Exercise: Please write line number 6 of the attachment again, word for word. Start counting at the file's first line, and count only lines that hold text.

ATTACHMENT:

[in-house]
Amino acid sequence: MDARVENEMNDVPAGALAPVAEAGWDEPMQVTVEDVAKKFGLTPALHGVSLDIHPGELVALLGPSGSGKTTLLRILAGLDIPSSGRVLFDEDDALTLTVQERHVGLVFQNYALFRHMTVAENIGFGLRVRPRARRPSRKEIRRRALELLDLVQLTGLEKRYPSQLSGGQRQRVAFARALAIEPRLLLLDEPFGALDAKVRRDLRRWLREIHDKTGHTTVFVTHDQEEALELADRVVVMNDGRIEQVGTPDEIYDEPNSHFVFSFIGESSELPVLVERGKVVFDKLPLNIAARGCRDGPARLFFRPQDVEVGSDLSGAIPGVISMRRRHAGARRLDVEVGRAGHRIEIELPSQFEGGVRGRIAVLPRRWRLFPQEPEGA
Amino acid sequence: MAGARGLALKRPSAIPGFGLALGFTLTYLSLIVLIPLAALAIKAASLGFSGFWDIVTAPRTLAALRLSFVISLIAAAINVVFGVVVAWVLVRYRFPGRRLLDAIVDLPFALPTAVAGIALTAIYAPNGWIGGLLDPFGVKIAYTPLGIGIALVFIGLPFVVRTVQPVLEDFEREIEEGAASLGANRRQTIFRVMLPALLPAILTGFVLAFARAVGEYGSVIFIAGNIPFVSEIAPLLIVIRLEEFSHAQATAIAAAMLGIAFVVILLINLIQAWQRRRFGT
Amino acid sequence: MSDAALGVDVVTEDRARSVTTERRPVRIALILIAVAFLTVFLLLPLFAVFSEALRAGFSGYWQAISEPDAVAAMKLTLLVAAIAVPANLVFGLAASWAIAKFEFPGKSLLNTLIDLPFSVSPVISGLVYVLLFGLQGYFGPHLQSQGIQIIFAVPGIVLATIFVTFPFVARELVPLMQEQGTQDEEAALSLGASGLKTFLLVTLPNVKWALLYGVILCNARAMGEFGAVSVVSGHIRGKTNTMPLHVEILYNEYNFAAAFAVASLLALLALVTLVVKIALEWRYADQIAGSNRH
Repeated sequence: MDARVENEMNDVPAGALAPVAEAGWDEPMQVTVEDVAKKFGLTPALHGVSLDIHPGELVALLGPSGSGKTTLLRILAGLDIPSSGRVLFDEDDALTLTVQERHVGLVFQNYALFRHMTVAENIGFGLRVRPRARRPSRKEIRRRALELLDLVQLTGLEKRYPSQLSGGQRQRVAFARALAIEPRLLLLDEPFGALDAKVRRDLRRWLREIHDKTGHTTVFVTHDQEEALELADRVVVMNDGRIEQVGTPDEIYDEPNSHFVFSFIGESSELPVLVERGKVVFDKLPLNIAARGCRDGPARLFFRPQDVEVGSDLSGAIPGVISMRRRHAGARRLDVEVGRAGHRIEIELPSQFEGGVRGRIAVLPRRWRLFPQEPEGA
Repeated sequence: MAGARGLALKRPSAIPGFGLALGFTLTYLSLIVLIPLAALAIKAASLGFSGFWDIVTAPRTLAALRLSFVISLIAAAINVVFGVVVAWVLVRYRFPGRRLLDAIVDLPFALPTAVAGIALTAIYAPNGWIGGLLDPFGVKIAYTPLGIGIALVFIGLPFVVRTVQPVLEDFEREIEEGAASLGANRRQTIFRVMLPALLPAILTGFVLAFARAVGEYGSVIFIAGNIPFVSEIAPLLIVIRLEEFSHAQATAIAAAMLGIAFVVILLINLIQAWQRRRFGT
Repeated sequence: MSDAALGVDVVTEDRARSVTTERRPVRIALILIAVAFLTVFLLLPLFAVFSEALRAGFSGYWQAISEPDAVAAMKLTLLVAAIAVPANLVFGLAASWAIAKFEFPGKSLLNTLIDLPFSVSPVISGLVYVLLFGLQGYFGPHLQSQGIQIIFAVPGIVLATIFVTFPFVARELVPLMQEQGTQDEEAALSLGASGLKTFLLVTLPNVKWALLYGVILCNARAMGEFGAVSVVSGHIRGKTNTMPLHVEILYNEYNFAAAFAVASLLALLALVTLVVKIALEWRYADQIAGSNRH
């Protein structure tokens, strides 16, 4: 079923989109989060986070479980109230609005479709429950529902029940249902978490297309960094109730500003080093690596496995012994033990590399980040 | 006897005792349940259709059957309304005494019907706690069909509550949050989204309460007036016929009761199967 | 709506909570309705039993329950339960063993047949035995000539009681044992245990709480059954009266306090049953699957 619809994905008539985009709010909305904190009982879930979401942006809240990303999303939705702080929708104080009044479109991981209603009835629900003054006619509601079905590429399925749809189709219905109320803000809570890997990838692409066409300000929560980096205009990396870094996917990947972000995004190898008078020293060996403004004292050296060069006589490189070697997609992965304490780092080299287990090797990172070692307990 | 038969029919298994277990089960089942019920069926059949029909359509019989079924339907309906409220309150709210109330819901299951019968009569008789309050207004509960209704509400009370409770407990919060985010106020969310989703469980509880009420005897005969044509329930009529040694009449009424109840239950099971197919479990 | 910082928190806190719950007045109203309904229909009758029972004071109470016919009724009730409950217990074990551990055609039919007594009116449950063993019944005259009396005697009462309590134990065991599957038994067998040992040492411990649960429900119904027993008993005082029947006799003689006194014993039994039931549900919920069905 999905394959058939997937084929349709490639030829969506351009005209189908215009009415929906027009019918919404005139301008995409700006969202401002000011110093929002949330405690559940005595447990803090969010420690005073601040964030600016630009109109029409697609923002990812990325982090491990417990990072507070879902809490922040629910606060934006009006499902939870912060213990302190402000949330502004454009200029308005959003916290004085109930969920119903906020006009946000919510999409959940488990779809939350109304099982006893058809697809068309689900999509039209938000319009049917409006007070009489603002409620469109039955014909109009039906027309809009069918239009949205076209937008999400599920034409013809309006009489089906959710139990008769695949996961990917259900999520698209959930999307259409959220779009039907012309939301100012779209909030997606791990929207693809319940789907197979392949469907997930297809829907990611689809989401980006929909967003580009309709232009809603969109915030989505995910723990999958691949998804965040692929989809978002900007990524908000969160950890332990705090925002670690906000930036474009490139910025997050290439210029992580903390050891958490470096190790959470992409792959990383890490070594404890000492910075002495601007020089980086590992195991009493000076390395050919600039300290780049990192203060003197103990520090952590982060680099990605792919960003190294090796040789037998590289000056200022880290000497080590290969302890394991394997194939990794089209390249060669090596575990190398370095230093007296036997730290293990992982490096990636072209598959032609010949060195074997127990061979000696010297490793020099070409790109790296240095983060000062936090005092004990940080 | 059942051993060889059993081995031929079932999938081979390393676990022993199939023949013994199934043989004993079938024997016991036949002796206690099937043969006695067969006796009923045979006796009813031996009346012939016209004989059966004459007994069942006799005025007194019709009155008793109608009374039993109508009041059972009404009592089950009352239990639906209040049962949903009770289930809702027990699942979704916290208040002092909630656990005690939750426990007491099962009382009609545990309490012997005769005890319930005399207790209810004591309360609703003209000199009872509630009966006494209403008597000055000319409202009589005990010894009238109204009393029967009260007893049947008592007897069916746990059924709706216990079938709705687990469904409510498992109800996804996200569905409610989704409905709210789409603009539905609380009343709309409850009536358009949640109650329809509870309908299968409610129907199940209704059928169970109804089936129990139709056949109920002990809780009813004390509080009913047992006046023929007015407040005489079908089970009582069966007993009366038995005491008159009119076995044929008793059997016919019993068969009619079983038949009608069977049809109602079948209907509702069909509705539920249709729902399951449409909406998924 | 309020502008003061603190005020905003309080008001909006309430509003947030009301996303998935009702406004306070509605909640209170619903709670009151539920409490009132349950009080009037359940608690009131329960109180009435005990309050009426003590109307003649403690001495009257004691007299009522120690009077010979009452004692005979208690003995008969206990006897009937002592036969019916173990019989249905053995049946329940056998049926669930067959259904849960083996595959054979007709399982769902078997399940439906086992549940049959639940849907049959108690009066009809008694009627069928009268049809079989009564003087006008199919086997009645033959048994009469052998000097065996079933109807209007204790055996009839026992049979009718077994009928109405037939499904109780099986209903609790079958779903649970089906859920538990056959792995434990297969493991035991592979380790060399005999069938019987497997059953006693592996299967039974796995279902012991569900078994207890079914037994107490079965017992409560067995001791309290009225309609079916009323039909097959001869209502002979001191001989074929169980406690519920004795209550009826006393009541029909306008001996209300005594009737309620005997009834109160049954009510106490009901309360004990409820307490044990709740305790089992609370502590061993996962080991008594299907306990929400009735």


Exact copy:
Repeated sequence: MAGARGLALKRPSAIPGFGLALGFTLTYLSLIVLIPLAALAIKAASLGFSGFWDIVTAPRTLAALRLSFVISLIAAAINVVFGVVVAWVLVRYRFPGRRLLDAIVDLPFALPTAVAGIALTAIYAPNGWIGGLLDPFGVKIAYTPLGIGIALVFIGLPFVVRTVQPVLEDFEREIEEGAASLGANRRQTIFRVMLPALLPAILTGFVLAFARAVGEYGSVIFIAGNIPFVSEIAPLLIVIRLEEFSHAQATAIAAAMLGIAFVVILLINLIQAWQRRRFGT